Treating IBS with FODMAPS

Treating IBS with FODMAPS

Diagnosing IBS?

1 in 5 Australians live with Irritable Bowel Syndrome (IBS), an umbrella term for a range of gastrointestinal symptoms like bloating, growling, irregular and uncomfortable bowel movements, stomach pain and distension- the list goes on. Essentially IBS is just a label, many people know they have gut problems but haven’t got an IBS diagnosis.

Understanding what triggers IBS

It is agreed that stress, anxiety and physical activity can trigger IBS, but nutritional triggers are still up for debate. For decades now the primary nutrition advice given by GPs and Dietitians has been to increase water and dietary fibre- and while these simple tips provide some initial relief, for some the problems remain largely unsolved. For the majority, this advice offers very little, if any, relief and these individuals are left to navigate the complex task of trying to piece together their own dietary puzzle. With nowhere else to turn they are left with the scatter-gun approach of trying to identify the foods that caus their issues.

Given the complex nature of IBS and limited high quality research practitioner advice has often fallen short. Many practitioners prefer not to diagnose IBS and encourage the ‘just get on with it’ approach, while at the other extreme the IBS label is applied all too frequently. Some practitioners have even adopted current food fashions with complete avoidance of dairy and gluten promoted without any hard evidence.

Isn’t it about time that some “real” science, backed by reputable and medically scrutinised research was applied to the problem?

What are FODMAPS?

Fast forward to 2005, and Monash University’s research team made ground-breaking advances into the function of the ‘gut nervous system’, identifying FODMAPs or Fermentable Oligo-, Di-, Monosaccharides and Polyols as the culprit in many bowel/gut conditions. Wow, what a mouth full, but a breakthrough for many sufferers of gastro-intestinal problems.

The main things to know is that FODMAPS are naturally occuring and found in small amounts in almost all food groups but they are VERY difficult to digest. FODMAPs are poorly absorbed in the small intestine and they then travel into the large intestine where the trouble begins. Here they absorb water and then begin to ferment, triggering a range of gastrointestinal symptoms. The Monash team discovered that a by reducing the intake of foods that are high in these fermentable sugars, or FODMAPS, reduces many bowel symptoms and gastrointestinal symptoms. Using the FODMAPs approach they found 75% of people living with bowel issues will see a reduction in, or in some cases, a resolution of their symptoms.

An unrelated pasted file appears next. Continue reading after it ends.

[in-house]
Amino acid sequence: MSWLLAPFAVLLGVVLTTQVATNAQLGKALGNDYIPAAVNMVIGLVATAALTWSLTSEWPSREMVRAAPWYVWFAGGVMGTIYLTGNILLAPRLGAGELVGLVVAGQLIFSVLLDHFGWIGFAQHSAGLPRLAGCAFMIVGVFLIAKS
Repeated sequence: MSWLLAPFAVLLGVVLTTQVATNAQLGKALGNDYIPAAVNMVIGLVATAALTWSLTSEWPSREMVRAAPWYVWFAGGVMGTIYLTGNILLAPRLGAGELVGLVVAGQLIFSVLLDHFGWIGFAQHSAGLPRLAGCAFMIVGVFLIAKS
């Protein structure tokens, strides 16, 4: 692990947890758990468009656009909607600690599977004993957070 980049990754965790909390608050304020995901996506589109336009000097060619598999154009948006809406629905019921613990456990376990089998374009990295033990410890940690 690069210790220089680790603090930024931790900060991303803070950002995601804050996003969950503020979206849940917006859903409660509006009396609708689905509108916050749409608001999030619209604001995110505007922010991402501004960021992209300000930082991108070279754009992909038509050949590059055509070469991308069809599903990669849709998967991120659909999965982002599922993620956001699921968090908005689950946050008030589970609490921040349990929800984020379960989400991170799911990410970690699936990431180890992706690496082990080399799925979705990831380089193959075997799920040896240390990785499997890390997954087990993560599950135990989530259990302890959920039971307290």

What foods are high in FODMAPS?

Foods that are high in FODMAPS, are found across a wide range of different foods, with many being highly nutritious. Making appropriate dietary changes to address the best level of FODMAPS in the diet is something that needs to be monitored by a professional. Only with proper guidance and nutrition advice can the right balance be found to achieve good health outcomes while eliminating gut and bowel problems. When something as nutritious as mushrooms or cauliflower, or even garlic (long regarded by many as a wonder food), can be adding to your health problems it is important to get the right advice.

How does a FODMAPS diet work?

The process involves eliminating all FODMAP foods (as best you can) from your diet for a set period. During this time, most people will see a significant reduction in symptoms, some become symptom-free but most will see at least some reductions. A gradual re-introduction of each of the different FODMAP groups into the diet, through a series of dietary challenges will find the main offenders of your individual gastrointestinal problems.

While it is always tempting to go it alone, the right support and right advice from your nutrition professional is the sure-fire way to achieve lasting success. Seeking professional dietary advice will avoid the pitfalls of using Dr Google, where the likelihood of beginning a diet that is too restrictive can all too often lead to unintended nutritional deficiencies leaving you feeling worse than when you started.


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